ENCINITAS, Calif. — Encinitas residents packed city hall Monday night, eager to hear more about long-awaited railroad crossings.
Currently, the community has no way to cross over to the beach and businesses for more than 1 mile in the Leucadia area.
“We definitely need crossings. We need safe crossings for the residents to go to from east to west,” said Pete Albanese, an Encinitas resident.
The city held an open house meeting Monday to show plans for two proposed crossings along the train tracks between Leucadia Boulevard and La Costa Avenue.
The North County Transit District (NCTD) installed a fence about a year ago to avoid unsafe crossings on the tracks, but it has now left locals with nowhere to cross for 1.3 miles.
“We need to get to the beaches. We need to get to businesses,” said Dianna Mansi Nunez, a neighborhood advocate.
The city is working with the NCTD and other agencies to install two “at grade” crossings, on the same level as the tracks, that would roughly split up the corridor into thirds.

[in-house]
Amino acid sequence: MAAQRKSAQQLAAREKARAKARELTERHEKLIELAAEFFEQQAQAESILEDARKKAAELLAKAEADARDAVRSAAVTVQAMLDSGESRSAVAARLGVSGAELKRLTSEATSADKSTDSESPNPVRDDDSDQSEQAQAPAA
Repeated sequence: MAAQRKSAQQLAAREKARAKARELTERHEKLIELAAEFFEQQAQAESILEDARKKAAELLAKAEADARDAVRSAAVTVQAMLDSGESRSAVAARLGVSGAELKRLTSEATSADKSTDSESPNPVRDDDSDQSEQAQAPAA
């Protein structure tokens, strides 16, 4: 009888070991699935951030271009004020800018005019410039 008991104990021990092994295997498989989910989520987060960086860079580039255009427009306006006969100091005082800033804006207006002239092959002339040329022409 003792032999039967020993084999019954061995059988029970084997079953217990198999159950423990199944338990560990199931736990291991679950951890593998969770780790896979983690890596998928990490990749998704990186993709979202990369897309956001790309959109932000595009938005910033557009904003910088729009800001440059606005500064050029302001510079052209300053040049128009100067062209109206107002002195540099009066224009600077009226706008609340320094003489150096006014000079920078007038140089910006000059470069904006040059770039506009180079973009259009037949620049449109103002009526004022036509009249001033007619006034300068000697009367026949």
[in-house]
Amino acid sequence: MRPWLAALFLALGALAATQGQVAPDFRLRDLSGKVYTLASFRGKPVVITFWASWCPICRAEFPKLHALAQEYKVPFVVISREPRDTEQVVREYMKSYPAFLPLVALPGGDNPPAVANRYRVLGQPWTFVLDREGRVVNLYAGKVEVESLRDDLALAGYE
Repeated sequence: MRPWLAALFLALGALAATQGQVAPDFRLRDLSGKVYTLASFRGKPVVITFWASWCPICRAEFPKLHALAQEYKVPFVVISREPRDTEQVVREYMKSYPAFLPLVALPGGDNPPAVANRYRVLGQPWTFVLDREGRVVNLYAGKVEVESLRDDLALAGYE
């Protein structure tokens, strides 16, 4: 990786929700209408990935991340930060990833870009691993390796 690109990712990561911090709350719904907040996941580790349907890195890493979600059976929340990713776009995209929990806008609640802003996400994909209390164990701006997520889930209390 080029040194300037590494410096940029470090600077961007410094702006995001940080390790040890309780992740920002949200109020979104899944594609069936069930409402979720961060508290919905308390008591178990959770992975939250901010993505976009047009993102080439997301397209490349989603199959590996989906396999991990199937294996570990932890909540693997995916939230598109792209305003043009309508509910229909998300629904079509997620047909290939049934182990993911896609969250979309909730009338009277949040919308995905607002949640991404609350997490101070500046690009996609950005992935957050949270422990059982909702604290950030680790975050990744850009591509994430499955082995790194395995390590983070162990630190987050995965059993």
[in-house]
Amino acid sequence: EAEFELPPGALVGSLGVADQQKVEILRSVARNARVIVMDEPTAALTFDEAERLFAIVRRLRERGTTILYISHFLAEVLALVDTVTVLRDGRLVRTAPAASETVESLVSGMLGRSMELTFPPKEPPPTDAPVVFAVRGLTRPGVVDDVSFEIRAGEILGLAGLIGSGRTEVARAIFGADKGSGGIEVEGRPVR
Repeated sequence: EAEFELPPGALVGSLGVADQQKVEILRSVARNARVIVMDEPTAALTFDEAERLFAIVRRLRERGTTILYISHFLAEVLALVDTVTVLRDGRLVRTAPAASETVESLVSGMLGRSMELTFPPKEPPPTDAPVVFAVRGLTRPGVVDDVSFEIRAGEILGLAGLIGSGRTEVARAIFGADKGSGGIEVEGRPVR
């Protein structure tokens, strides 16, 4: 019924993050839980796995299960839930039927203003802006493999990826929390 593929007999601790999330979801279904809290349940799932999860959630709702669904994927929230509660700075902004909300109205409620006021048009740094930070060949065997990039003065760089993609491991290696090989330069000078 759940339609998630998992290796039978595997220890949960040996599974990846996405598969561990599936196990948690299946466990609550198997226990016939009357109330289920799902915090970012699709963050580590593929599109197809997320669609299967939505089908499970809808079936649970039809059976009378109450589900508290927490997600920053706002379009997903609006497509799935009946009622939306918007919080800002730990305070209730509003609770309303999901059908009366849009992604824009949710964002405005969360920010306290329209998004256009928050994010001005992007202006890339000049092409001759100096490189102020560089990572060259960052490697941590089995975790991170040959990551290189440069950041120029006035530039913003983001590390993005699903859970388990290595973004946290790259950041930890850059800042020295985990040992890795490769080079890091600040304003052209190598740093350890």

The current locations are:
- Grandview Street
- Hillcrest Drive
- Phoebe Street
- Jason Street
- Glaucus Street
The city said the proposed crossings will blend and connect into the parking along Vulcan Avenue and the proposed streetscape improvements along North Coast Highway 101.
Noise from the trains is another issue for residents, who said they want the crossings, but also a quiet zone.
“We are simultaneously working toward a quiet zone design through the City of Encinitas,” said Jill Bankston, director of engineering for the City of Encinitas.
Right now the city is in the process of gathering community feedback before taking the proposal to the Federal Railroad Administration and the California Public Utilities Commission in the spring.
If residents were not able to attend Monday’s meeting but want to provide feedback they can do so by contacting Matt Widelski, the project manager by emailing firstname.lastname@example.org.
People can also call Widelski at 760-633-2862, or send mail at 505 S. Vulcan Ave, Encinitas, CA 92024.
The city estimates each crossing would cost between $1 to $1.5 million.
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